Inverter welders

#41
Odd, then, that I had a novice put in a one-sided fillet weld such that I couldn't break the weld, the parent metal bent instead.

Similarly, I've seen welds put in with what were presumably expensive MIGs that are just sitting on the surface.
I have done car plate welding with flux wire and found it didnt have a lot of strength,
never had a problem with steel wire , also a neater weld with mig steel wire
what ever floats your boat I suppose
 
#42
I have done car plate welding with flux wire and found it didnt have a lot of strength,
never had a problem with steel wire , also a neater weld with mig steel wire
what ever floats your boat I suppose
Bodywork and sheet could well be tricky. A MIG weld is frequently neater, but not necessarily better. Granted, my experience welding is with stick. I've not used MIG and only used flux core wire feed once, but it didn't seem bad.
 
#43
Bodywork and sheet could well be tricky. A MIG weld is frequently neater, but not necessarily better. Granted, my experience welding is with stick. I've not used MIG and only used flux core wire feed once, but it didn't seem bad.
I used the flux stuff on car plate first, it produced a very untidy weld, I had a
flat bar / round bar fence to repair so I tried it on that it left pits in the weld
and thus no strength, IMHO for anyone new to welding it would be a complete failure
 
#44
I used the flux stuff on car plate first, it produced a very untidy weld, I had a
flat bar / round bar fence to repair so I tried it on that it left pits in the weld
and thus no strength, IMHO for anyone new to welding it would be a complete failure
I can only offer my contrary experience where a novice (as in first time he'd used any kind of welder) was able to create a one-sided fillet weld stronger than the parent metal.
 
#45
I can only offer my contrary experience where a novice (as in first time he'd used any kind of welder) was able to create a one-sided fillet weld stronger than the parent metal.
"I've not used MIG and only used flux core wire feed once, but it didn't seem bad." from your post #46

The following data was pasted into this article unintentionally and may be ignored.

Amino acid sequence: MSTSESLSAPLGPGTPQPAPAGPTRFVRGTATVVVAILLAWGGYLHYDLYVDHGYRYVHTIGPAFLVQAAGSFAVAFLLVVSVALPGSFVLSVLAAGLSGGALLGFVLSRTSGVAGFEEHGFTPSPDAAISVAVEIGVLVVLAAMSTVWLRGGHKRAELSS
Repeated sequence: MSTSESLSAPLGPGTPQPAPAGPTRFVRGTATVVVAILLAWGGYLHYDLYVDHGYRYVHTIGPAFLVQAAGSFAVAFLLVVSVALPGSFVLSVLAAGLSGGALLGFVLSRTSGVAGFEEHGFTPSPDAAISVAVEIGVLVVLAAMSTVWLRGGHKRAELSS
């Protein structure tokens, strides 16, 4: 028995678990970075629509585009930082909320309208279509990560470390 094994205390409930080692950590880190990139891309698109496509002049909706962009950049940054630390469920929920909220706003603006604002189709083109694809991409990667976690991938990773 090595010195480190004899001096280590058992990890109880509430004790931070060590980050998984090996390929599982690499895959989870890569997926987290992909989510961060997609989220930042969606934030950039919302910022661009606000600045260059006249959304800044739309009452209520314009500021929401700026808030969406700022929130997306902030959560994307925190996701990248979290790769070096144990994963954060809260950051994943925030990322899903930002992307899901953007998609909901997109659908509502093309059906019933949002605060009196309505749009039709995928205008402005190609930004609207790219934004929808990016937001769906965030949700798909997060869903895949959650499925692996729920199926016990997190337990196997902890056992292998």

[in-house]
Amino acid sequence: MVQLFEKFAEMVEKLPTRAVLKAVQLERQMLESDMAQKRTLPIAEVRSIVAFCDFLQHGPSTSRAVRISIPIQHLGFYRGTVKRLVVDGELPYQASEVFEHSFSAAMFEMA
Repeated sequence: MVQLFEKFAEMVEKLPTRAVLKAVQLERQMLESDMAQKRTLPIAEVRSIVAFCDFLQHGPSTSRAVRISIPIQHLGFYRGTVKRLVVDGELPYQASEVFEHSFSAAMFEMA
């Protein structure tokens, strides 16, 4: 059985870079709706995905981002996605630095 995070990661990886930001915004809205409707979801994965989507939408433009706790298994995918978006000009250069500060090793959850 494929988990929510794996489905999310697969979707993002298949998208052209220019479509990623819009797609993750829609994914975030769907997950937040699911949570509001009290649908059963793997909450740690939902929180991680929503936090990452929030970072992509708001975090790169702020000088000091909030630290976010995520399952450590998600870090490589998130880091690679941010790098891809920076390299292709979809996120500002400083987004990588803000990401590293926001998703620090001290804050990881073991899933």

If you have not used a MIG welder you have not used flux core wire
Stop wasting my time
 
#46
No axe to grind, but I can recommend RTech kit - especially the 180A Mig/MMA.
You get stick and Mig (as well as aluminium with a spool gun).
Had mine for 3 years now and it has done everything I have asked of it with no issues.
 
#47
"I've not used MIG and only used flux core wire feed once, but it didn't seem bad." from your post #46
If you have not used a MIG welder you have not used flux core wire
Stop wasting my time
What does MIG stand for?
 
#49
Indeed. So if a welder is designed to work without Inert Gas, it would be odd to refer to it as MIG, no?
 
#50
No axe to grind, but I can recommend RTech kit - especially the 180A Mig/MMA.
You get stick and Mig (as well as aluminium with a spool gun).
Had mine for 3 years now and it has done everything I have asked of it with no issues.
That's front runner for me at the moment. Double the price of the Sealy but looks quality.
 
#51
Metal Inert Gas welding.
Not really anything to do with the original subject but I was told by a welding inspector 30 years ago that it stood for manual inert gas. I find that BS3019 uses the same words.

Is this yet another example of changing words over the years just for the sake of it?
 
#52
If you do go for the 180 amp rtech you will have to change your socket to a 16amp supply like your cooker I think. I only use stuff industrially so don't come across this.
You will be ok using lower Amos but You will trip your electrics out all the time otherwise. Google it.
 
#53
Not really anything to do with the original subject but I was told by a welding inspector 30 years ago that it stood for manual inert gas. I find that BS3019 uses the same words.

Is this yet another example of changing words over the years just for the sake of it?
Since you can get manual or automated MIG and ‘metal’ differentiates from ‘tungsten’ in TIG, I’d be inclined to think that “manual inert gas” is an error, albeit a pervasive one.
 
#54
I'm using a Jasic multi process machine in the shop and some very portable ESAB inverter stick machines for the field (off a genny). It's all been good so far, no problems from any of them. I'd buy an ESAB for my personal use purely for the aftersales back up. Pretty pricey compared to the Jasic though.
 
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